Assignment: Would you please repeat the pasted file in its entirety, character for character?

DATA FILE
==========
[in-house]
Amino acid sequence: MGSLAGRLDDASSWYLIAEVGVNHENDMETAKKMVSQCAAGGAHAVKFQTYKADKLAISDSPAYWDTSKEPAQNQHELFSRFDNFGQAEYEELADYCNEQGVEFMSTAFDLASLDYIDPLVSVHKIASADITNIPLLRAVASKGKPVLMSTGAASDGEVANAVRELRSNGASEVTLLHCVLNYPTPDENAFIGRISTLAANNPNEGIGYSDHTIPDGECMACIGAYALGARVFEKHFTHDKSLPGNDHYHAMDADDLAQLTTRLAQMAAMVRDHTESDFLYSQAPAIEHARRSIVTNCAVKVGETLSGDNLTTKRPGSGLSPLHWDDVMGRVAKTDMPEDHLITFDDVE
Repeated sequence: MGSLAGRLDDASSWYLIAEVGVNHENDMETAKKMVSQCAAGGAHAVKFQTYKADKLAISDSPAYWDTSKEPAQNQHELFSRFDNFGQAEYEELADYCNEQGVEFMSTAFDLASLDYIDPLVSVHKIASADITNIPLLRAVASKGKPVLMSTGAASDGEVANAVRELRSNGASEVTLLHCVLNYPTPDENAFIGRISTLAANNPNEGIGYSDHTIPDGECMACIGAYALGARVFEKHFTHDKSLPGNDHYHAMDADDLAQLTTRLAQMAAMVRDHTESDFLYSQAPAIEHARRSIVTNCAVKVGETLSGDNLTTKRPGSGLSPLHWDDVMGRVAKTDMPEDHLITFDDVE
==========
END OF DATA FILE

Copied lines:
[in-house]
Amino acid sequence: MGSLAGRLDDASSWYLIAEVGVNHENDMETAKKMVSQCAAGGAHAVKFQTYKADKLAISDSPAYWDTSKEPAQNQHELFSRFDNFGQAEYEELADYCNEQGVEFMSTAFDLASLDYIDPLVSVHKIASADITNIPLLRAVASKGKPVLMSTGAASDGEVANAVRELRSNGASEVTLLHCVLNYPTPDENAFIGRISTLAANNPNEGIGYSDHTIPDGECMACIGAYALGARVFEKHFTHDKSLPGNDHYHAMDADDLAQLTTRLAQMAAMVRDHTESDFLYSQAPAIEHARRSIVTNCAVKVGETLSGDNLTTKRPGSGLSPLHWDDVMGRVAKTDMPEDHLITFDDVE
Repeated sequence: MGSLAGRLDDASSWYLIAEVGVNHENDMETAKKMVSQCAAGGAHAVKFQTYKADKLAISDSPAYWDTSKEPAQNQHELFSRFDNFGQAEYEELADYCNEQGVEFMSTAFDLASLDYIDPLVSVHKIASADITNIPLLRAVASKGKPVLMSTGAASDGEVANAVRELRSNGASEVTLLHCVLNYPTPDENAFIGRISTLAANNPNEGIGYSDHTIPDGECMACIGAYALGARVFEKHFTHDKSLPGNDHYHAMDADDLAQLTTRLAQMAAMVRDHTESDFLYSQAPAIEHARRSIVTNCAVKVGETLSGDNLTTKRPGSGLSPLHWDDVMGRVAKTDMPEDHLITFDDVE